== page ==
Digital Story Title: “Disputed Ground: Protest, Public Space, and the Birth of the World Trade Center”
This film documents public demonstrations and public events in New York City during the 1960s and 1970s leading up to the construction of the World Trade Center and during the buildings’ early history. Small business owners publicly rallied against the Port Authority’s plans to seize and demolish their commercial property, while construction unions demonstrated in support of the building project and the job opportunities it represented. The surrounding neighborhood became a site for protests for and against the Vietnam War. Environmentalists documented and criticized the buildings’ waste management and energy consumption. After construction was completed, fantastic stunts performed on and between the Twin Towers revealed that World Trade Center had finally been accepted and even cherished by the general public.
I am pleased to share the fascinating events surrounding the building of the World Trade Center. More importantly, though, I want viewers to think about modes of political expression when they watch my film. I want them to consider how political and artistic statements can be performed. Multiple debates and various opinions were expressed not just in City Hall or a voting booth. They also took place on streets and in a publicly funded construction site, and even, literally, between the Twin Towers themselves. Photographs of the Trade Center and its surrounding area presented another opportunity to claim a public site for political and artistic expression.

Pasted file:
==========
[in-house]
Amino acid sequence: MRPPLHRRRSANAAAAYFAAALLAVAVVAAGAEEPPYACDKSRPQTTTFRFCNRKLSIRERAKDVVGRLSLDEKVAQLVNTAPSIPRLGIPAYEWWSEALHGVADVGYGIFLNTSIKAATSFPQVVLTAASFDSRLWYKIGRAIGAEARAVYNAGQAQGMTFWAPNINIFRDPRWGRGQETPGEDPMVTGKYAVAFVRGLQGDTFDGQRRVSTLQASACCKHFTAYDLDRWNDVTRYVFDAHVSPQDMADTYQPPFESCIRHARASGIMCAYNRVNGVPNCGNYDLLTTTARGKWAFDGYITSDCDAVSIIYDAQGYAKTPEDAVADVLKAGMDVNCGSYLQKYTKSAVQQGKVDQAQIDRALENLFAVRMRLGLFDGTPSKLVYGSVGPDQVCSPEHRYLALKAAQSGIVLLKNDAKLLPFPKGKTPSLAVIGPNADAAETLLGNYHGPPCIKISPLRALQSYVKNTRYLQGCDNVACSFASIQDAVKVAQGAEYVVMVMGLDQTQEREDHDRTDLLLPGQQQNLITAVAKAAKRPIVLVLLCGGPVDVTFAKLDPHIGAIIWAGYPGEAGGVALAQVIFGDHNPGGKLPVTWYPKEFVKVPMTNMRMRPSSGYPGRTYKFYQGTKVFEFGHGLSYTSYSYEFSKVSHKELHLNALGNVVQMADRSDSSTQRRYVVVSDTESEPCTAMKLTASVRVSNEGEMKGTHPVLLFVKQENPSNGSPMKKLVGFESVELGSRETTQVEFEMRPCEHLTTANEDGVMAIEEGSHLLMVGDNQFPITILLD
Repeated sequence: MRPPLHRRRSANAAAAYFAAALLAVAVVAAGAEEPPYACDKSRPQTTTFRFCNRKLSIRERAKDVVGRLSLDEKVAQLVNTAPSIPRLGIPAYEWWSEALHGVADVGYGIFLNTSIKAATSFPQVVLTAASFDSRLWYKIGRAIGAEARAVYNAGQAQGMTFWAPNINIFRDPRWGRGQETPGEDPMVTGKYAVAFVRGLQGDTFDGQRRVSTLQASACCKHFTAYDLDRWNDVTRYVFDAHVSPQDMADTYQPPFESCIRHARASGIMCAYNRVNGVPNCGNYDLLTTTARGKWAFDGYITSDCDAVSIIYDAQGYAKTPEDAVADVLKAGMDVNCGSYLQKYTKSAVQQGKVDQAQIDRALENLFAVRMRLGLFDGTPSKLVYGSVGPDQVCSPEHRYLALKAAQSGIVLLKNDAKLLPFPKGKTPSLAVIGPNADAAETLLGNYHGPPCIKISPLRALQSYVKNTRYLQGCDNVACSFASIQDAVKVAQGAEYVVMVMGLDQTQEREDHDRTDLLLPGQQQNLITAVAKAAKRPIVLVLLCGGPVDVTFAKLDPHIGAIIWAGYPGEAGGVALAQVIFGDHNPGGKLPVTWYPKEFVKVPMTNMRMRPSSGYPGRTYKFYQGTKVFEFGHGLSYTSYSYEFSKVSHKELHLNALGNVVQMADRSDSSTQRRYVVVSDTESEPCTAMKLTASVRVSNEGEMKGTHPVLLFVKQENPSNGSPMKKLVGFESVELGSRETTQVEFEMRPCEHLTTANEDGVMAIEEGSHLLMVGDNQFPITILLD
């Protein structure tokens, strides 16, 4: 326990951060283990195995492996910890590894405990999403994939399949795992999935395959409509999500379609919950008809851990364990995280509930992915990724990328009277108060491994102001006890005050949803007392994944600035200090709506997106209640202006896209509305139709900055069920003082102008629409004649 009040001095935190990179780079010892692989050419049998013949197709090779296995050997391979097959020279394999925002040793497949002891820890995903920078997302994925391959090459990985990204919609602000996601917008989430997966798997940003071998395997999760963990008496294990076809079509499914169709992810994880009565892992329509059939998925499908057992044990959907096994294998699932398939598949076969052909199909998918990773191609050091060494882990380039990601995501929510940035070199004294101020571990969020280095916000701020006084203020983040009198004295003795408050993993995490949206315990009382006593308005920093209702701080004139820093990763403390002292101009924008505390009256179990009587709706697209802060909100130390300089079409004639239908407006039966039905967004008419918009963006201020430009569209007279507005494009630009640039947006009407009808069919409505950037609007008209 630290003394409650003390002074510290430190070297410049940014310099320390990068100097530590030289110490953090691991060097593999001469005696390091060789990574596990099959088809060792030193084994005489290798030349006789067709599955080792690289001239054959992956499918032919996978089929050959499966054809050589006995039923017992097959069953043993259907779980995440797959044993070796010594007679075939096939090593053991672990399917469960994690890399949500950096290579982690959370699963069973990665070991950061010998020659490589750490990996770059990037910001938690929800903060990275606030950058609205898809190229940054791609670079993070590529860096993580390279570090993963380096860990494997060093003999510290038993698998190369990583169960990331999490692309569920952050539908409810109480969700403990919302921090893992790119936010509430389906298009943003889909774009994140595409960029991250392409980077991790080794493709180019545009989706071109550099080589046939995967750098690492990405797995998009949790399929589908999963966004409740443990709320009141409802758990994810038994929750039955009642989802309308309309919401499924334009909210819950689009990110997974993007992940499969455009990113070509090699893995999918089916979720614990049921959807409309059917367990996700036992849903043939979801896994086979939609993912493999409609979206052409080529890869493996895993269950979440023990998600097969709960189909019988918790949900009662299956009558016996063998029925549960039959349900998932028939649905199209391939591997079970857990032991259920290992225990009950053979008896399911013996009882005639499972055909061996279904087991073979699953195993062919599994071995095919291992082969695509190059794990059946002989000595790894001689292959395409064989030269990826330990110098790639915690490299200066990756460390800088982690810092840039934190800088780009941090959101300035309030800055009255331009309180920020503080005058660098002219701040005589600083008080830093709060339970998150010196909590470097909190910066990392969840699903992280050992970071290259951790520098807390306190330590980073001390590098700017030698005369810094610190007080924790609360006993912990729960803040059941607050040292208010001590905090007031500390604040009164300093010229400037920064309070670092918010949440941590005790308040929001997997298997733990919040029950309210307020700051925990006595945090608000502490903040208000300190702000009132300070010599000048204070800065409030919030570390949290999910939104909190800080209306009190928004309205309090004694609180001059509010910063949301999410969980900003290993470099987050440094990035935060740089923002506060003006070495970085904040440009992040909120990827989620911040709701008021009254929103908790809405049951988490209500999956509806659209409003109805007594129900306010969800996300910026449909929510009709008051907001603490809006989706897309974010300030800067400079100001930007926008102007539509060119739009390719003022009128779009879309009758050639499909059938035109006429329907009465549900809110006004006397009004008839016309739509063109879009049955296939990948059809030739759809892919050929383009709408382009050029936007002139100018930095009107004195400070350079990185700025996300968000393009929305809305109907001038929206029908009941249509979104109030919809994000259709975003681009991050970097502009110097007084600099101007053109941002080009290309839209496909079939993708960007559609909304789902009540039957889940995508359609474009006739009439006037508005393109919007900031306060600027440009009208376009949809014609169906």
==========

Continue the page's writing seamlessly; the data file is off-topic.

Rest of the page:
My intended audience is a general, college-educated audience. The film is most accessible to historians (anyone with a background in college-level history). There is little discussion of the greater political, economic, and social issues at play in the story (urban renewal, the Vietnam War, etc.). Those topics are the context and subtext, and viewers will get the most out of the film if they are already familiar with them. More importantly, I focus not on major events but on a more abstract theme. Viewers with a liberal arts background are more likely to be familiar with concepts like the “public sphere” or “discourse;” these are concepts that have shaped my thinking during the film’s production. However, the film avoids using such dense jargon to expedite the narrative.
A general audience may enjoy the film. As stated, it is free of theoretical jargon or excessive detail, so most educated viewers could view the film and understand its essential message. Many of these viewers may take interest in the film simply because it relates to the World Trade Center. Most college-educated viewers will recall living through the events of 9/11 and want to understand how the World Trade Center became so prized by the public. (This connection may not be as strong for younger viewers under college age.)